The Calman Commission Report

First up, it’s pretty unusual for me to post about politics; I normally keep such thoughts to myself or moan about the general ineptitude of politicians to friends and colleagues, however I’m a keen follower of what’s going on regarding UK politics, as it has the opportunity to be an exciting time of change.

Today a report was published by the Calman Commission; who were tasked by the opposition parties of the Scottish Parliament, with the support of the UK Government, to look at the relationship of Scotland within the United Kingdom. This relationship or “devolution settlement” is already a very misunderstood and highly politicised thing, which pretty much everyone will admit is so riddled with problems and patchy half-thought-out legislation that something needs done. I’m neutral when it comes to both party politics and on the independance debate; as with most things there are reasons for, reasons against and a lot of spinning in between – but one way or another, the problems with the status-quo need addressed.

The Calman Commission does have some suggestions that I think will be almost universally supported, for example devolving air-gun legislation to the Scottish Parliament. Air gun crime is a big problem in Scotland and there is widespread approval for stronger legislation, something that Westminster has been hesitant to address.

However the commission had a great opportunity to come up with some revolutionary and innovative means of addressing the more deep-rooted constitutional and financial concerns, but instead has either ignored the most sensitive problems (for example the West Lothian Question) or has suggested yet more half-way-house measures, for example, proposed income-tax recommendations. The report suggests that the amount of tax levied by the UK Government on Scottish persons (it’s unclear if this is working for a Scottish company or domiciled in Scotland) should be lowered by 10p per pound, the block grant that the Scottish Parliament is currently funded by would drop the corresponding amount and that the Scottish Government may choose how much of that 10p (or indeed over 10p) be charged. Revenue raised by this “Scottish Income Tax” would be sent to a new Scottish exchequer for public spending by the Scottish Government, the idea being that the amount the Scottish Government could spend would be partly a consequence of their decisions.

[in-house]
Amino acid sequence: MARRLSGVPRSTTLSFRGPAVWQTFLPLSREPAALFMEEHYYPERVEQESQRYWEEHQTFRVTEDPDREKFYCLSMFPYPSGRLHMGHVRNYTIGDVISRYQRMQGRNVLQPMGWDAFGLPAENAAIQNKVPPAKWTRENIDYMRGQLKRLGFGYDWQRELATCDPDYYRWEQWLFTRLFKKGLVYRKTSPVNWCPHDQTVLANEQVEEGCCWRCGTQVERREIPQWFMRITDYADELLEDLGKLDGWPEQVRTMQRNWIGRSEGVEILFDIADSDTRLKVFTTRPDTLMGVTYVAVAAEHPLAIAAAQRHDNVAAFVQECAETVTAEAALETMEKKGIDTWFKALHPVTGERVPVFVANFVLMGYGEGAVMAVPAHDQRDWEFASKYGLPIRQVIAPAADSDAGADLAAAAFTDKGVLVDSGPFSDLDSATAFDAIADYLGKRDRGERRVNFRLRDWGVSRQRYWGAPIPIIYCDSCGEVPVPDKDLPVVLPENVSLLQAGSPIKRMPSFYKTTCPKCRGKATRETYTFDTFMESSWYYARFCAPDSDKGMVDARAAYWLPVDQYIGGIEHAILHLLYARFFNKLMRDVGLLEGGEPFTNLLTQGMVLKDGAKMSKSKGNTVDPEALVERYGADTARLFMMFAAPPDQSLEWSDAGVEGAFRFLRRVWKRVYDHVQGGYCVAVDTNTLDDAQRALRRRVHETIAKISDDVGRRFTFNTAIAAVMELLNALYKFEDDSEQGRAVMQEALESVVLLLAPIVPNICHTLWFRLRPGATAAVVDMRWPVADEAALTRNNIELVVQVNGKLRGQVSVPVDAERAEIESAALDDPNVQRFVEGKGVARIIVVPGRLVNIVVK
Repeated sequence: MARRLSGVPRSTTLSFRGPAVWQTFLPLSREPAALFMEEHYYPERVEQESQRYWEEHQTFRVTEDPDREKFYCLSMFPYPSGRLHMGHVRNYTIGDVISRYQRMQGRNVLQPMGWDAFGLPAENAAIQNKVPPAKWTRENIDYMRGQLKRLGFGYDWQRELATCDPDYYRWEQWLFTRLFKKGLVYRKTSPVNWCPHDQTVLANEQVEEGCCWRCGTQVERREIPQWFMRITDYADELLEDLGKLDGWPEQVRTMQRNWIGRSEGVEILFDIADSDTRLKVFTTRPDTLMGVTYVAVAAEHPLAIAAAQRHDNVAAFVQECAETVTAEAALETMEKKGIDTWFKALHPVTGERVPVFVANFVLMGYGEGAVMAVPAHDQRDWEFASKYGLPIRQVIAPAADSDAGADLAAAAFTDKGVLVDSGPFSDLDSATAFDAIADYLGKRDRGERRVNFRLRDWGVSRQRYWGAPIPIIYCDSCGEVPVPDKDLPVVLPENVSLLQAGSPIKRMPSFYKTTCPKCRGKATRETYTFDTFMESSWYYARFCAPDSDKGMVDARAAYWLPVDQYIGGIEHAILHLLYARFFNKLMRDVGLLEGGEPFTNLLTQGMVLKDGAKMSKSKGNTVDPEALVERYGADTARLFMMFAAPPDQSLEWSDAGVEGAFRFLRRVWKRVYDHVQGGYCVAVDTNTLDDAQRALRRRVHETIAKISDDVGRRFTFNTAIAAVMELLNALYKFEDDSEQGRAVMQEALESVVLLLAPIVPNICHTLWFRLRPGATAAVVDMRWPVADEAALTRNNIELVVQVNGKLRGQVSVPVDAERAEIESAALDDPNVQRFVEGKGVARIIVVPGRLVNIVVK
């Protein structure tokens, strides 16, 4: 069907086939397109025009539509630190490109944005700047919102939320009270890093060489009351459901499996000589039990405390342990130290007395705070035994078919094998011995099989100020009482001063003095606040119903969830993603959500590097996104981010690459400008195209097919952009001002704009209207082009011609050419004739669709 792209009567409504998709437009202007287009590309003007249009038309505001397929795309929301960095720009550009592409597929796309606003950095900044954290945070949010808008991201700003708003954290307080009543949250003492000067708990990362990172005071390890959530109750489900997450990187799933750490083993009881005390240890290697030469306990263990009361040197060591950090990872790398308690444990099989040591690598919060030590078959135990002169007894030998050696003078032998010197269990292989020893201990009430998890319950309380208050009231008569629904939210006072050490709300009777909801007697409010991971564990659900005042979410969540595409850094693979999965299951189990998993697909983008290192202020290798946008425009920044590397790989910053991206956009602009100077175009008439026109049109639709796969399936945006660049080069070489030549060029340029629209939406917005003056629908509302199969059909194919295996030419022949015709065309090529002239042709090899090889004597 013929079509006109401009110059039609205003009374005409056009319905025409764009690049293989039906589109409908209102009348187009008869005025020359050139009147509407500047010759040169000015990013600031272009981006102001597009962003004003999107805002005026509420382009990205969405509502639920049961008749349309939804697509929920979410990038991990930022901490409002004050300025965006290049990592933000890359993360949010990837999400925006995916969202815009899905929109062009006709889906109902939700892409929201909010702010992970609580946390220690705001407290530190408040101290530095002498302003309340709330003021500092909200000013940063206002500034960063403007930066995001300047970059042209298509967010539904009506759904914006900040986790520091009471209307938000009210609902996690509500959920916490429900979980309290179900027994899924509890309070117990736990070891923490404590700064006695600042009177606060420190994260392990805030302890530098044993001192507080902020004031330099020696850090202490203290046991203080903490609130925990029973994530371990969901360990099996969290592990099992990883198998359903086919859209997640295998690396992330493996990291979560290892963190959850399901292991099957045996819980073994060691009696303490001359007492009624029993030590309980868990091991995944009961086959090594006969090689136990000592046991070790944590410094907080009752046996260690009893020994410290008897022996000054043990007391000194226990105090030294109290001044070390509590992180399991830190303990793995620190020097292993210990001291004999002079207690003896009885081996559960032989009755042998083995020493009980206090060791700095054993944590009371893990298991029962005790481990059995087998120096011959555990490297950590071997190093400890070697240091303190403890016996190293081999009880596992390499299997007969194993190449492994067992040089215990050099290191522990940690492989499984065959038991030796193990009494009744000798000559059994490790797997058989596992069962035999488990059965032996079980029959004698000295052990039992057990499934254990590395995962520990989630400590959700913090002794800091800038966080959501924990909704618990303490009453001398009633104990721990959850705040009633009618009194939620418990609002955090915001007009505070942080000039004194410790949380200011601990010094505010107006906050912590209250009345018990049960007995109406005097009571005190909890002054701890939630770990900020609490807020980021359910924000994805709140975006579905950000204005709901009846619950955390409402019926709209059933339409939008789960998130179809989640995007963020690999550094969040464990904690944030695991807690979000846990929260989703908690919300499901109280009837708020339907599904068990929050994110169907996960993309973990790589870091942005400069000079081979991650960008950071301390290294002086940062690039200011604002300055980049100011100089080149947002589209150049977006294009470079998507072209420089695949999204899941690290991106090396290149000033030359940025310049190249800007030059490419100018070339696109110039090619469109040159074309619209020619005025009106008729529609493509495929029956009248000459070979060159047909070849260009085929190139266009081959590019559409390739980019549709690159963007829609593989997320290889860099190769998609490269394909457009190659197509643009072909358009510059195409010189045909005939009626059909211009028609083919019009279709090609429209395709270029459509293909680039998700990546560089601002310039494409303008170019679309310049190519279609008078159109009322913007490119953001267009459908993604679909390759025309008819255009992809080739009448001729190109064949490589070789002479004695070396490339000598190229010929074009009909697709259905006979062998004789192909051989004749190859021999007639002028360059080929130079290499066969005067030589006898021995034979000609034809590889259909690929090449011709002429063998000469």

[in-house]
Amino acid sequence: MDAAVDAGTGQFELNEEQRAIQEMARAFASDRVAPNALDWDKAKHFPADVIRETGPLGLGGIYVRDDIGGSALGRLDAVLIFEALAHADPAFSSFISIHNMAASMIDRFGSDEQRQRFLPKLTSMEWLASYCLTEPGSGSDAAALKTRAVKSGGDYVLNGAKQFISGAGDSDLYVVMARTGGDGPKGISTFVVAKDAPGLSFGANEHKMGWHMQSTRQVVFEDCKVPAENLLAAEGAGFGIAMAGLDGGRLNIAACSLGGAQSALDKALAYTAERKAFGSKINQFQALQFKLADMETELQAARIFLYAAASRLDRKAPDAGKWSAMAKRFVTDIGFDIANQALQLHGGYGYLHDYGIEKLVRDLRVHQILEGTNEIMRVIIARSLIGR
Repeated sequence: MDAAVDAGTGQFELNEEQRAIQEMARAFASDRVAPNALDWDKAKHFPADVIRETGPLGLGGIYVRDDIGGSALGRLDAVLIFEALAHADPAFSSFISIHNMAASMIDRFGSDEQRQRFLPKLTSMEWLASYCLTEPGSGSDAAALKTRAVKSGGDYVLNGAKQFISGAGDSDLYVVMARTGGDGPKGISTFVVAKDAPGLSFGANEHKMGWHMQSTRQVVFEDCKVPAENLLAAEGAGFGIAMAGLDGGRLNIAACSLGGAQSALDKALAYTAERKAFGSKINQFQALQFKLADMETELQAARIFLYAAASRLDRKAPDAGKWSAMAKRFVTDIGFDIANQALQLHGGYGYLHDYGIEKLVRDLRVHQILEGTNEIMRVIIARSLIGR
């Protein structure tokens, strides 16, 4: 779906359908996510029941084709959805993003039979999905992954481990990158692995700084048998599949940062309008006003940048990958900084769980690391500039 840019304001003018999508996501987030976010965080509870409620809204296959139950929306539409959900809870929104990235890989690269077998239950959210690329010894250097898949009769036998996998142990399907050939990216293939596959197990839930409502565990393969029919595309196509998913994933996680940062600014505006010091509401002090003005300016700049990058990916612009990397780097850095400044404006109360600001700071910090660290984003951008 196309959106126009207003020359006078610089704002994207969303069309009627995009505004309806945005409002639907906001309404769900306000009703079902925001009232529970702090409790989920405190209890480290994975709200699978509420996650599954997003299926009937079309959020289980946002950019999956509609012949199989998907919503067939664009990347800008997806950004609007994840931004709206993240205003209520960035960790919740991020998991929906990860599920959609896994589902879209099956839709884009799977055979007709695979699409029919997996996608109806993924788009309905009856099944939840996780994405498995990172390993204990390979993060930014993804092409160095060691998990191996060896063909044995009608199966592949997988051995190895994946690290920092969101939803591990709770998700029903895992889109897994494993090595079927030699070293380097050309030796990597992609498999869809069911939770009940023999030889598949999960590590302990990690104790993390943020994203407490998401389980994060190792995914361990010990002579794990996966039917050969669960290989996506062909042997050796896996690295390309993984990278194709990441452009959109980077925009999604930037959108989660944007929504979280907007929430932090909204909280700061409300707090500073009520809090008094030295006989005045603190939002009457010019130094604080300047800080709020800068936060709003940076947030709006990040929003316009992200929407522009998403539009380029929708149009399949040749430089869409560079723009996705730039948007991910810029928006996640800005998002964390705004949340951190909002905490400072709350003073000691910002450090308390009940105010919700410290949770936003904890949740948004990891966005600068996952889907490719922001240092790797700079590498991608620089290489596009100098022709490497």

There’s a problem with this method. The Scottish Goverment can already raise or lower income tax by 3p in the pound, but all parties have yet to do so as firstly it will likely cause a beaurocratic nightmare and secondly, as the majority of other taxes (such as cooperation tax, VAT, etc) are still set by the UK Government, there’s very little in way to balance these changes other than direct cuts or extra investment in public spending. As far as I can see Calman’s suggestions still result in these two problems, with the only difference being that the Scottish Government would have slightly less of an reason to blame lack of funding for public spending on decisions made in Westminster. However, since it’s less than 50% of one form of taxation (I believe around £5-6bn of a £33bn budget) the majority of public spending will still be dependant on monies and decisions from Westminster. What’s more, Calman has suggested the Scottish Income Tax should be the same across tax bands, so that the Scottish Parliament does not have the device of altering the ratio of how much is raised between base and high-earners.

So I can’t help feel that we’re pretty much back to where we started. Whilst change for change’s sake is best avoided, there appears a real need for it throughout the political world of the UK. Yet it feels as if there’s still a great inertia in UK politics; that change is frowned upon and only begrudgingly granted in the most minimal of forms.

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